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6 staple vegan foods to enjoy without upsetting your digestion

6 staple vegan foods to enjoy without upsetting your digestion

Top Tips on Vegan Digestion

Are you considering trialing a vegan lifestyle but concerned with how it may affect your gut health? Maybe you’ve started the transition and your digestive system is struggling?

As a nutritional therapist specialising in gut health, I know how dealing with poor digestion is downright miserable. By reading this blog, you’ll discover how to navigate those difficulties.

Here are some vegan staple foods that commonly cause digestive upset and how to adapt them to make your tummy happy.

Grains

Grains can have a pro-inflammatory effect on the digestive system. Gluten contributes to digestive disharmony in many people. This can commonly cause cramps, wind and gas as well as have systemic effects outside the digestive tract.

Solution:

  • Reduce reliance on gluten grains (wheat, spelt, seitan) to reduce the potential inflammatory effect.
  • Widen variety of non-gluten grains such as brown rice, quinoa and buckwheat to increase variety of nutrients.
  • Widen variety of grain-free flours such as coconut and almond flour for baking for further variety and less reliance on even non-gluten grains.

Legumes

Got gas? It’s very likely these innocent-looking legumes are causing this! Legumes include chickpeas, beans, lentils, alfalfa, peas and peanuts. These long-chain carbohydrates are well known for causing fermentation in the gut causing cramps, flatulence and trapped wind.

Solution:

  • Digesting legumes is often dose-dependent – find your level. Half a plate may make you extremely unsociable, while a quarter of a plate may be just fine.
  • Substitute half your legumes for more veg; root veg such as sweet potato, squash, beets or pumpkin are good options.
  • Substitute legumes with seeds such as flax and chia seeds for a higher protein swap than veg.
  • It’s also worth rinsing and soaking your beans before you cook them well. Soft beans mean easier digestion!

Veg

You should aim for veg to account for at least 50% of your diet. Not relying too heavily on grains and legumes as a vegan, probably means increasing your veg quite significantly.

Cruciferous veg such as broccoli, cauliflower, cabbage and Brussels sprouts are nutritionally-dense and absolutely brilliant to have in your diet. However, they can generate large amount of gas causing boating and flatulence.

Solution:

  • Cruciferous veg can be dose-dependent, like legumes - so try lower amounts.
  • Swap some of your cruciferous veg for leafy greens such as spinach, chard and kale.
  • Increase veg slowly to give your gut bacteria time to adjust to its new food source.
  • Favour Low FODMAP veg - these are carbohydrates that ferment less in the digestive tract.

Fruit

It’s too easy on a vegan diet to go mad on fruit. Fruit likes a quick passage through the digestive system. When it gets stuck behind slower-digesting foods it can ferment quickly causing gas, cramps and bloating. Eating fruit for dessert is one of the sure-fire ways to get digestive discomfort!

Solution:

  • Eat fruit away from meals.
  • Favour easily-digested fruit such as berries, ripe bananas and stewed apple.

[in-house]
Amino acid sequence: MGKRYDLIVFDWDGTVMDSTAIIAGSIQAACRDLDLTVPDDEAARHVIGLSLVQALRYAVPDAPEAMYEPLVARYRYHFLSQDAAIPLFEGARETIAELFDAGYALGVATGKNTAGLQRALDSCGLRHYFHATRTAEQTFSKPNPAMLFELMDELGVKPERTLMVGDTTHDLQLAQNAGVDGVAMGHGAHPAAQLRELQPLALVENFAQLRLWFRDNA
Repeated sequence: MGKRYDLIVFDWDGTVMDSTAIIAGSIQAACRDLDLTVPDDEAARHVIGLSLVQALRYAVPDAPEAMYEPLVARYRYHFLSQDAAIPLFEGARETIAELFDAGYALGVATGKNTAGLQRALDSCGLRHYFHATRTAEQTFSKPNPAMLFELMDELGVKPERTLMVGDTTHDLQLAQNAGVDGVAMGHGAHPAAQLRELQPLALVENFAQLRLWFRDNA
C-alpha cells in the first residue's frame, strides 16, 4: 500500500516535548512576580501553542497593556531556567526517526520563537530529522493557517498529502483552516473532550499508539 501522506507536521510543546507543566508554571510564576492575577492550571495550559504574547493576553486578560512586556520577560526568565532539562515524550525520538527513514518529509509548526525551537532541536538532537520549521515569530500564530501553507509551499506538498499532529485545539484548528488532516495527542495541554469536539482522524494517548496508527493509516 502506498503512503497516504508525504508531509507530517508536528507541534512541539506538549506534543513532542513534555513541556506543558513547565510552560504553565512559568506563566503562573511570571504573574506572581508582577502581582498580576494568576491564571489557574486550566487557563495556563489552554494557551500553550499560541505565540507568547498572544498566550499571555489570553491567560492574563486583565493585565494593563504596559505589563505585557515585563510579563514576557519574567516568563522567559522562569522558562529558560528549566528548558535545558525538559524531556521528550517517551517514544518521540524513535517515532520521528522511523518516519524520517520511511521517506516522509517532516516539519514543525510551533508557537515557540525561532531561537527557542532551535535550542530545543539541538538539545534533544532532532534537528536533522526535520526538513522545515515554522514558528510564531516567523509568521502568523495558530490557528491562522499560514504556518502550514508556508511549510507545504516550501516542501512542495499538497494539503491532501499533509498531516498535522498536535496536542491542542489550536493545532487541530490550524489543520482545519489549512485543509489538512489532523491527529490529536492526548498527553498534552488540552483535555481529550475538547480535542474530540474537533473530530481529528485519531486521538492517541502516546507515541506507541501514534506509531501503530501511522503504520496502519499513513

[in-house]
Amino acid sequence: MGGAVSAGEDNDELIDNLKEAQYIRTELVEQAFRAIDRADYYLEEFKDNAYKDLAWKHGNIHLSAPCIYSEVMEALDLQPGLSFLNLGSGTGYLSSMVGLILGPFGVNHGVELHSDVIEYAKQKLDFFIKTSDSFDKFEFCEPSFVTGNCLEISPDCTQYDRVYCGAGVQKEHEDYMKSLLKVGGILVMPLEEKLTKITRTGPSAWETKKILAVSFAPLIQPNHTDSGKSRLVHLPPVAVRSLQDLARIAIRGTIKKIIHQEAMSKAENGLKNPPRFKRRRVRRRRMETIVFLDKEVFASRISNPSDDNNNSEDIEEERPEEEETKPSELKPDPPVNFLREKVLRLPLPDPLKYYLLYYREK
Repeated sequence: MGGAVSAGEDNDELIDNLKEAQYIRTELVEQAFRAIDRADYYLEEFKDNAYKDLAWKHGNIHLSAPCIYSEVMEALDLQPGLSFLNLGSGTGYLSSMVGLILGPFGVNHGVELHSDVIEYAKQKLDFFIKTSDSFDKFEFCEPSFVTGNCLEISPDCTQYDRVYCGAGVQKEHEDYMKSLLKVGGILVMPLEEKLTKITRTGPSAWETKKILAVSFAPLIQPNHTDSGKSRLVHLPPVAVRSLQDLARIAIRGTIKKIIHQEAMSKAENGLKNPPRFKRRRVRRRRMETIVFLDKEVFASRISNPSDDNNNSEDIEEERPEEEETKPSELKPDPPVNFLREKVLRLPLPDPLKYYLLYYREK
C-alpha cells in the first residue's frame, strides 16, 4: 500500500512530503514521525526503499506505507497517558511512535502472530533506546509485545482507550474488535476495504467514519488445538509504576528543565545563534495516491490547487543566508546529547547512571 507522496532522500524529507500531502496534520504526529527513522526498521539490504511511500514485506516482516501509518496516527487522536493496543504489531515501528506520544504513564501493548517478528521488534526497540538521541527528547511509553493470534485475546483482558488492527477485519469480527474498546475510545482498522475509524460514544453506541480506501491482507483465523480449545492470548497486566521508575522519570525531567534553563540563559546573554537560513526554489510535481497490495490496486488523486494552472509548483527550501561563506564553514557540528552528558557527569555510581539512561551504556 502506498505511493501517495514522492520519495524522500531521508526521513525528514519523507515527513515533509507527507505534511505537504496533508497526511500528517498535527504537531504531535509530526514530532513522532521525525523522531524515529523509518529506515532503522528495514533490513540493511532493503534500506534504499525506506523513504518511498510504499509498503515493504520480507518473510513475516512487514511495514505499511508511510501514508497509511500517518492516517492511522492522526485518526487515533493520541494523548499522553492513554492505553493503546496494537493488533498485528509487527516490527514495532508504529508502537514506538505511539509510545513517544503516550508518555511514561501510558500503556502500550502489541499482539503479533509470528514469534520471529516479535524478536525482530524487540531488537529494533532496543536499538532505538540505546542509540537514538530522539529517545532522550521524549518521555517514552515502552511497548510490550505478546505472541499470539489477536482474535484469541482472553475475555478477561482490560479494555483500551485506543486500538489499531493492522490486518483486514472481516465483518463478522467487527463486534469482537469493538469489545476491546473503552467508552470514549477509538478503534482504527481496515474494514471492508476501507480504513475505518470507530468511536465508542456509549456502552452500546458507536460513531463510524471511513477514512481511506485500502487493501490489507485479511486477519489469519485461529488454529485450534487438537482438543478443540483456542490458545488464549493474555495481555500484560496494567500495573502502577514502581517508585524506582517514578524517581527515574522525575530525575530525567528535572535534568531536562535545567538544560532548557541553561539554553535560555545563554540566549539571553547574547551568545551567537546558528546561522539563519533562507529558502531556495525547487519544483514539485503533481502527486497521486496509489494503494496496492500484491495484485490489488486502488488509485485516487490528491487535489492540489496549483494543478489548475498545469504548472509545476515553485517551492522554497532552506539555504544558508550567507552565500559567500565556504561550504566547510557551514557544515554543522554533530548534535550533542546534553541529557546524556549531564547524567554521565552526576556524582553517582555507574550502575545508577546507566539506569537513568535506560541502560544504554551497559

• Papayas and pineapple have naturally-occurring digestive enzymes which are often well-tolerated.

Nuts

Nuts are an important choice of protein, fat, vitamins and minerals for vegans. However, they can be a bit rough on the digestive tract when eaten whole.

Solution:

  • Eat nuts as nut butters.
  • If you make your own nut butter, then you can pre-soak the nuts for easier digestion.
  • Peanuts are not nuts – they are legumes – try almond, cashew or hazelnut butters.

Processed Foods

There is a large market now for vegan convenience foods, both savoury and sweet. Seitan is a popular meat alternative, known as “wheat meat”. As well as being a gluten grain, it may come processed with emulsifiers, additives, fillers and sugars that can cause havoc to your gut. Ingredients in vegan convenience foods that may cause problems include xanthan gum, guar gum, inulin, carrageenan and sugar alcohols (that often end in ‘ol’ such as xylitol and erithrytol).

Solution:

  • Limit use of processed foods with unnecessary ingredients.
  • Focus on home-made vegan cooking.
  • I recommend Pulsin bars to my clients for their wholesome, natural ingredients.
  • Use your new vegan lifestyle as an opportunity to learn to cook from scratch.

Summary

My aim for my clients is to have the widest variety of foods possible in their diet without causing any symptoms. You’ll note these suggestions don’t ban any food groups, which is important when you are already eliminating animal products and help with your vegan digestion.

But it does require you to experiment with ratios or make tweaks to find out what suits your tummy. If your tummy is happy, then you’ll be digesting and absorbing the nutrients from your food to keep you well and healthy on a vegan diet.

Jane Barrett

www.nurturingnutrition.co.uk

Jane is a nutritional therapist helping adults and children with digestive issues take control of their health through nutrition. By getting to the root cause of your health issue, she can help you cut through the confusion of what to eat and create a plan that’s made just for you. She practises in Guildford, Surrey and on Skype.

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